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Nancy Drew: Choosing Sides

  by Carolyn Keene


(about 121 pages)
30,229
total words
of all the books in our library
39.37%
vividness
of all the books in our library
7.89%
passive voice
of all the books in our library
2.78%
all adverbs
of all the books in our library
0.99%
ly-adverbs
of all the books in our library
1.79%
non-ly-adverbs
of all the books in our library

clippings from this book

We’ve analyzed hundreds of millions of words, from thousands of different authors, training our linguistic models to recognize the most vivid words in the English language… the words that create the most intense sensory experiences: colors, textures, sounds, flavors, and aromas.

Based on our analysis, we’ve scanned through the pages of this book to find the two pages at the extremes, both the most-passive and the most-vivid pages, so that you can compare them side-by-side and see the difference:

MOST PASSIVE PAGE
MOST VIVID PAGE
at eight o’clock sharp. Don’t tell anyone about this call or that you’re meeting me tomorrow. Both our lives could be in serious danger if you do!” QESTIONS RACED through her mind. What was so important? Why the cloak and dagger routine, with the deserted meeting place? Maybe she had been right about the mayor hiding something, Nancy thought. But did it have anything to do with Caroline? And why had the mayor decided to talk to her about it? Adrenaline pumped through Nancy’s body. She couldn’t stand waiting until the next morning to talk to the mayor. Setting down her apple, she flipped through her address book to find the mayor’s office number. When she dialed the number, Mrs. Wellborn answered the phone. “I’m sorry, the mayor is gone for the day,” the secretary replied in response to Nancy’s question. “Would you like to leave a message?” Nancy hesitated. “Er, no. But could you tell me where he can be reached? “I’m sorry, but I can’t,” Mrs. Wellborn replied. “You’ll have to try again tomorrow,” Frustrated, Nancy hung up. Unfortunately, she didn’t have the mayor’s home number. She called information and was told the number was unlisted. Next, she called Caroline Hill’s campaign ofl&ce to see if she had the number, but Nancy was told the candidate was out campaigning and couldn’t be reached. Nancy lay down on her bed. “I can’t just stay at home and do nothing!” she muttered, staring up at the ceiling. There were only logical choice for the mayor of River Heights. But Caroline is here to speak for herself. Ladies and gentlemen, Caroline Hill!” The crowd clapped loudly and cleared a space as an attractive woman in her early forties stepped forward. She had sleek, chin-length brown hair and large hazel eyes, and she was wearing a plum-colored linen coatdress. Nancy had to admire her cool, professional style. “I am here tonight because I believe in the future of River Heights,” Caroline began in a clear, sure voice. She went on to list her plans for bringing recycling to the town, increasing public transportation, and cleaning up the Muskoka River. Everyone was silent as she spoke, but the whole house erupted in cheers and applause when she finished. Nancy grinned as everyone crowded around Caroline and started talking enthusiastically. Several people were taking out their checkbooks. It looked as if the fundraiser was going to be a success! As Nancy started to work her way through the crowd with her tray of fried wontons, a familiar voice spoke up behind her. “Excuse me, miss. I’m looking for a gorgeous young redhead, about your height?” Nancy spun around. “Ned, you’re here!” she cried, looking at her handsome boyfriend. He was wearing a white shirt and khaki pants, and his wavy brown hair was still damp from a recent shower. Nancy stood on her toes to kiss him. “I don’t know if the staflf should be kissing the guests,” he joked when they pulled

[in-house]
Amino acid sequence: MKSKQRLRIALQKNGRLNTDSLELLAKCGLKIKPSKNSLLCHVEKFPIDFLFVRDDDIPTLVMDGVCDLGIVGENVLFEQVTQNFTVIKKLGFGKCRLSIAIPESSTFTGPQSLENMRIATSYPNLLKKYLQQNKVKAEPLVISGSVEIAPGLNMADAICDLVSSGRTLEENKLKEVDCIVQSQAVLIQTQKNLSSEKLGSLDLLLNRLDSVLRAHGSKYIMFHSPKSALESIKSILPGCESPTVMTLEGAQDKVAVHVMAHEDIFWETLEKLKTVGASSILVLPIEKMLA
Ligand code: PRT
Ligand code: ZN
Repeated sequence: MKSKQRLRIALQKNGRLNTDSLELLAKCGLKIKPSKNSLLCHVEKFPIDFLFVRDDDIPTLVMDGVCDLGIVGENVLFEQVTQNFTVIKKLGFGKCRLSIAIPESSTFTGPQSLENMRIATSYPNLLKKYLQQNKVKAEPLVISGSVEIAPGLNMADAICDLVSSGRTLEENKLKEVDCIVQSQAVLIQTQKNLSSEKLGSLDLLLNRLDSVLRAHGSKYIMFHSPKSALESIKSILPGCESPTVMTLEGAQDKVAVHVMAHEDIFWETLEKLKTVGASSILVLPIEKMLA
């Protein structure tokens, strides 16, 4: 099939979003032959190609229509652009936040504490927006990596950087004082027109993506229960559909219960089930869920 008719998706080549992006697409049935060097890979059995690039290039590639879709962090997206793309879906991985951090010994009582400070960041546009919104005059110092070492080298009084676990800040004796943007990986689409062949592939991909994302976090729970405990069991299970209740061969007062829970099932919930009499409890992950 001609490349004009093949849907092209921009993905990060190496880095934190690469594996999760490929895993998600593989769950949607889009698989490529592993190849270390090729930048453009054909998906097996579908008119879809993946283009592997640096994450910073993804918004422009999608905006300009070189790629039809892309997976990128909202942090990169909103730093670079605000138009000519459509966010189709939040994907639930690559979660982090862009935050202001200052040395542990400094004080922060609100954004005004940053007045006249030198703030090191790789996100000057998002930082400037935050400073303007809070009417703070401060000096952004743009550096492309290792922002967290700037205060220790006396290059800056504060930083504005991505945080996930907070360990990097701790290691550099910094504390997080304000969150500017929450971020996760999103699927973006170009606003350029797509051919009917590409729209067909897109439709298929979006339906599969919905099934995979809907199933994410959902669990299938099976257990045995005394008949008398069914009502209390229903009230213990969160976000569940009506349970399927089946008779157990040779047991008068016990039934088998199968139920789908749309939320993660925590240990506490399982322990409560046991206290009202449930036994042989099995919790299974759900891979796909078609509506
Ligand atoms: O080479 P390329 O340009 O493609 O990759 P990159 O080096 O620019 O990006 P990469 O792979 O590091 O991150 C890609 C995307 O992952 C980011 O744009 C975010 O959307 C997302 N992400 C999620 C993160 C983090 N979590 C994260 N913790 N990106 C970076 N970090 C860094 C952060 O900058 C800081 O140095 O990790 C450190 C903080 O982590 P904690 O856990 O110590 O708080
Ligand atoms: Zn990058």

emotional story arc

Click anywhere on the chart to see the most significant emotional words — both positive & negative — from the corresponding section of the text…
This chart visualizes the the shifting emotional balance for the arc of this story, based on the emotional strength of the words in the prose, using techniques pioneered by the UVM Computational Story Lab. To create this story arc, we divided the complete manuscript text into 50 equal-sized chunks, each with 604.58 words, and then we scored each section by counting the number of strongly-emotional words, both positive and negative. The bars in the chart move downward whenever there’s conflict and sadness, and they move upward when conflicts are resolved, or when the characters are happy and content. The size of each bar represents the positive or negative word-count of that section.

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other books by Carolyn Keene

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